C.S. Lewis wrote an essay on church membership that’s largely forgotten today. Fortunately, Patricia Klein’s daily devotional book, A Year with C.S. Lewis (HarperOne: 2009) serves up several nourishing morsels from it. In the essay, Lewis emphasizes the enduring life of the community of faith in contrast to the vacuous, transitory nature of individualistic Christianity.

It’s difficult for contemporary American Christians to see this because we’re steeped in a culture of individualism. Our fiercely independent forebears passed that character trait to us. They came to the New World because they chafed at the conformity of religious life in the Old World; in fact, some of  our earliest American colonists were proud to be called Non-Conformists. We inherited their love of non-conformity and elevated it to a high art.

So when C.S. Lewis writes about the church, we may assume he’s using the term in a British idiom because he describes something quite unlike what we Americans understand the church to be. However, Lewis bases his understanding of the church on what the New Testament says it is. That’s why it seems foreign to us.

We customarily think of the church as a voluntary association of believers; yet  scripture says there’s nothing voluntary about it: The Spirit of Christ places us in his Body as he sees fit.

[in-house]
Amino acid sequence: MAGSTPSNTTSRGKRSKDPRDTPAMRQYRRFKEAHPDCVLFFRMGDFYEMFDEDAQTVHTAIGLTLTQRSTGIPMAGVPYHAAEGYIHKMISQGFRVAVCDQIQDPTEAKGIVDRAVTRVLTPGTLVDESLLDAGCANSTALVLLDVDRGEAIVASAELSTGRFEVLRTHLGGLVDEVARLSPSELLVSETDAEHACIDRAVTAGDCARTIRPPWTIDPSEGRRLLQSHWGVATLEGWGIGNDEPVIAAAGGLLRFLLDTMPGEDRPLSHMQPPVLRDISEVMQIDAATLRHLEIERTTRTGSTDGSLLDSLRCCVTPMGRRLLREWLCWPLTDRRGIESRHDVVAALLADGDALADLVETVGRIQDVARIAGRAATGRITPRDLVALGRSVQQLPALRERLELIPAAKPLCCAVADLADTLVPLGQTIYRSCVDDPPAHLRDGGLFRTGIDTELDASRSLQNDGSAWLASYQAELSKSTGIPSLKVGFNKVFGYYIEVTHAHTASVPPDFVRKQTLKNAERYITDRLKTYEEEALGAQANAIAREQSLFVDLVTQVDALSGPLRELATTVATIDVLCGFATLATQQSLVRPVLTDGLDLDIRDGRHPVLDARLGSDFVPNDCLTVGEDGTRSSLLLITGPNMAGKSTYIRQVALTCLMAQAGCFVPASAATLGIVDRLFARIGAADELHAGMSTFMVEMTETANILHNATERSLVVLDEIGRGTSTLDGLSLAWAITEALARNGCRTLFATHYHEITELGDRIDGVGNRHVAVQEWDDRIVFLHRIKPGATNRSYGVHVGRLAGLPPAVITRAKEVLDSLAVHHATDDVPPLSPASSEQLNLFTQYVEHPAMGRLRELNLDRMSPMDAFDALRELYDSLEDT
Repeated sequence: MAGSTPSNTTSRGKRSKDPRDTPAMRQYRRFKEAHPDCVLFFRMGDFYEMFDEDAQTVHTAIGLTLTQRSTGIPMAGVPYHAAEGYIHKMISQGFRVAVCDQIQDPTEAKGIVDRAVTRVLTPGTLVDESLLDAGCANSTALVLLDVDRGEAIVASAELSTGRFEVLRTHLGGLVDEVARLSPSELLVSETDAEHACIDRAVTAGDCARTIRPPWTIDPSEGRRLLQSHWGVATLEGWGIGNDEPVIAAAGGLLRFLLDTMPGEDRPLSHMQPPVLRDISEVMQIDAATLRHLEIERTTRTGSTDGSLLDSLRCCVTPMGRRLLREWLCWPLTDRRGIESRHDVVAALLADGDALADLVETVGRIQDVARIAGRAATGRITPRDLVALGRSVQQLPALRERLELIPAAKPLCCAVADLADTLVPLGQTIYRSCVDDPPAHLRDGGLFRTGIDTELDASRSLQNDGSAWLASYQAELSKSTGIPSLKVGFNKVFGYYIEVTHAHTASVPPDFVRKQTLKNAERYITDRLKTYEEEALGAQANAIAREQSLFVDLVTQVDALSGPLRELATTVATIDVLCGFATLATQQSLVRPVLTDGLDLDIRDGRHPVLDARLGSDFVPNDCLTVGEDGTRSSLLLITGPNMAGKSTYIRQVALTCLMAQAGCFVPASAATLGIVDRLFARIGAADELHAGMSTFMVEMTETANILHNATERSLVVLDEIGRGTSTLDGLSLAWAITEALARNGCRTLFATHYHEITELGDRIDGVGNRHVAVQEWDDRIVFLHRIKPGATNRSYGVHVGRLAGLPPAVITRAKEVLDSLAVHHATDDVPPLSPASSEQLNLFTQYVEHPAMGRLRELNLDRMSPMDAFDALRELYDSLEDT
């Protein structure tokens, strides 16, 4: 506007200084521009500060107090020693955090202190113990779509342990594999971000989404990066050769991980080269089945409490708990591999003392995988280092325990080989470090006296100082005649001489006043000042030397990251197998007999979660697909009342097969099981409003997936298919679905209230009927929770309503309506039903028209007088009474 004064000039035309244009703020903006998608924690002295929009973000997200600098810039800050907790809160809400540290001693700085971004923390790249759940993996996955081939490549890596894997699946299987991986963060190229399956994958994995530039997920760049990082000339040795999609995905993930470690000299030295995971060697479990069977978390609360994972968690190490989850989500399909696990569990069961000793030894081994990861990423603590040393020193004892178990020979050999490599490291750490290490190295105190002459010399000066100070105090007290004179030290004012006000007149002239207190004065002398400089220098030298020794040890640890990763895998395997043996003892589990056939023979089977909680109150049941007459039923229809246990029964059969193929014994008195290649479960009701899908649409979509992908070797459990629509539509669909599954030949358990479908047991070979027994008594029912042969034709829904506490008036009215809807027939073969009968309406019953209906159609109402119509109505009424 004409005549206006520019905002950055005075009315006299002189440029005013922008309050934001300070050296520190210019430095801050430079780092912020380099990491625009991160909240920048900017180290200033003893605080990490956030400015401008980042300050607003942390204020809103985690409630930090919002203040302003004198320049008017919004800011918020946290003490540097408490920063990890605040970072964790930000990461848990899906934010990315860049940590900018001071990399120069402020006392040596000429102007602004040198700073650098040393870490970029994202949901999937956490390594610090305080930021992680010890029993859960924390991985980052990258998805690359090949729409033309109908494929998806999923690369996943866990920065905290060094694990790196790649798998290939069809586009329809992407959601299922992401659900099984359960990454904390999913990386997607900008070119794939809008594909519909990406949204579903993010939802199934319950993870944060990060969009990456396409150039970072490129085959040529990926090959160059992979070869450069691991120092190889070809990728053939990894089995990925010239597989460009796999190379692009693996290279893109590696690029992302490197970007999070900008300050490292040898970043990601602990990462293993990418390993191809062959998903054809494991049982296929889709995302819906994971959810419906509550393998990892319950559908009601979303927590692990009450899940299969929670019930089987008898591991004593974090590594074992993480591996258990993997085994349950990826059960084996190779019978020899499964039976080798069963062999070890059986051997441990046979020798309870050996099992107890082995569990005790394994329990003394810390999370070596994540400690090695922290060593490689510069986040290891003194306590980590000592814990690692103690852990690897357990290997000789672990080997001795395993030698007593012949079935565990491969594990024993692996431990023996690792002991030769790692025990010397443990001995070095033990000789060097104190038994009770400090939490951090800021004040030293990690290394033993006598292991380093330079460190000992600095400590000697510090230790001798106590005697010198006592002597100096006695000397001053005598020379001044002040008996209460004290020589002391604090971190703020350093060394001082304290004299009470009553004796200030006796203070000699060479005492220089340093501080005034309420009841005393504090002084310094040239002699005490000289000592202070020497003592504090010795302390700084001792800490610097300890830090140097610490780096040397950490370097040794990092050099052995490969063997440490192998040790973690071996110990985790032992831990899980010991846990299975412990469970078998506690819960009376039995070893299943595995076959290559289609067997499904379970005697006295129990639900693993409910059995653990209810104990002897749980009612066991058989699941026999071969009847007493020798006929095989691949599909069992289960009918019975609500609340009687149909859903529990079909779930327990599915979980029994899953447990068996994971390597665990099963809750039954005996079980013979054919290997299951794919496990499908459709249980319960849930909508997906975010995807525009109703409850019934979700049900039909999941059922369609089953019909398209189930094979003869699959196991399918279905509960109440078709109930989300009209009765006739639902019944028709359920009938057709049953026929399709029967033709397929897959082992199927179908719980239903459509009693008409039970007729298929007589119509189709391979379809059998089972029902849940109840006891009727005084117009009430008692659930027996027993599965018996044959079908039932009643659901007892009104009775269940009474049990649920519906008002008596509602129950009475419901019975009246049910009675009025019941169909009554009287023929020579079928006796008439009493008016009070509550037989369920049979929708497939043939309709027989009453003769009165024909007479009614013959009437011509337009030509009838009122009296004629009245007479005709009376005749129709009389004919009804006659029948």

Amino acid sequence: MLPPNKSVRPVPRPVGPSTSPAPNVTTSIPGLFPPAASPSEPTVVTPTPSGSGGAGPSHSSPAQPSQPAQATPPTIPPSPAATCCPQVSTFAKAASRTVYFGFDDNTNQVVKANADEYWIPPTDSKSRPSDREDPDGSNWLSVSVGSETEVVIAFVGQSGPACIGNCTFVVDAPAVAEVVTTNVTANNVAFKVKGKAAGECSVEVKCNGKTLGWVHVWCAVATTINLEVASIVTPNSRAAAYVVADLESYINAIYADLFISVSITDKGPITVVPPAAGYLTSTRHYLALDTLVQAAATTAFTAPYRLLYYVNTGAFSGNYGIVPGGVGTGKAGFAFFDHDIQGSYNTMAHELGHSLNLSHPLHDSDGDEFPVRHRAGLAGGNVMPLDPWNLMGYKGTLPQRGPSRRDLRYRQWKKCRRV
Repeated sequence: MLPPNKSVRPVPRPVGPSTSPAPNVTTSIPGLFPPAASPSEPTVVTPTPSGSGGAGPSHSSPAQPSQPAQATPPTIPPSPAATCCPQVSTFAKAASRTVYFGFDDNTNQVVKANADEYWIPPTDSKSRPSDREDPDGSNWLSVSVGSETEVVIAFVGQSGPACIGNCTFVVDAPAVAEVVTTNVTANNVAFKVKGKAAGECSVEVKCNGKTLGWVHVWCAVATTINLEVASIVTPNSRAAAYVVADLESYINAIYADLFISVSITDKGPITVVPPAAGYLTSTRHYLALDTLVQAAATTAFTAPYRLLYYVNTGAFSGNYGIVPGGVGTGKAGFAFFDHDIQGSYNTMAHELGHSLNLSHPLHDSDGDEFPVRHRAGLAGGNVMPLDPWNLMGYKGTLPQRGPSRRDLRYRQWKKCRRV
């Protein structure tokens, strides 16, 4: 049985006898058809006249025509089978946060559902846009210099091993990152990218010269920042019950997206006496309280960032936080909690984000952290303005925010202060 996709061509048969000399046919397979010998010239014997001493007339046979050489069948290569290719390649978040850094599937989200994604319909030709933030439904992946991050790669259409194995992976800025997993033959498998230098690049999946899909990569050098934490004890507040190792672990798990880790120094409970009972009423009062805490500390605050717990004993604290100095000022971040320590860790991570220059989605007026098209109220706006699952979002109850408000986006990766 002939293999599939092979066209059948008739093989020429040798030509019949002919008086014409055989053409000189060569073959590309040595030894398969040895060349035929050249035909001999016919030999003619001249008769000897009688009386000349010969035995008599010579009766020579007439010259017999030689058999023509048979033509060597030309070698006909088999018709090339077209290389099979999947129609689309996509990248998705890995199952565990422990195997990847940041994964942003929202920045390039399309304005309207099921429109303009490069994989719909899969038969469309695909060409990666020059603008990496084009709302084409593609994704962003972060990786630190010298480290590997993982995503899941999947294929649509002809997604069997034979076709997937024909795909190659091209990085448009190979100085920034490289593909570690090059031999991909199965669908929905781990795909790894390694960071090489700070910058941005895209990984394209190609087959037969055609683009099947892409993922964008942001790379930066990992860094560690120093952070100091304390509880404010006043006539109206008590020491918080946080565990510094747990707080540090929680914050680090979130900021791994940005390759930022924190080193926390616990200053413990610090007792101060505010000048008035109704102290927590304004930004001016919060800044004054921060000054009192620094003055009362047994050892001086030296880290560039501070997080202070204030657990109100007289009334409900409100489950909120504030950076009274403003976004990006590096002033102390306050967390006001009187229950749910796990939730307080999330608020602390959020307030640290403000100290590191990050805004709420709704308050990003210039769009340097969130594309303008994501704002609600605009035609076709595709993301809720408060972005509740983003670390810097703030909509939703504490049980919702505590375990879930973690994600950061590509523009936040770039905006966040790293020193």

We see the life of faith as our individual relationship with God, of which church involvement is one aspect; yet scripture says we have no spiritual life apart from the Body.

We suppose that eternal life results from our personal decision to trust in Christ and our daily recommitment to that decision; yet even the greatest heroes of faith did not gain eternal life by virtue of their individual decisions. They live because God made them citizens of his eternal City, the church (Heb 11:39-40).

“We shall share in the victory by being in the Victor,” Lewis writes. “A rejection, or in Scripture’s strong language, a crucifixion of the natural self is the passport to everlasting life…As organs in the Body of Christ, as stones and pillars in the temple, we…shall live to remember the galaxies as an old tale” (A Year with C.S. Lewis, April 26).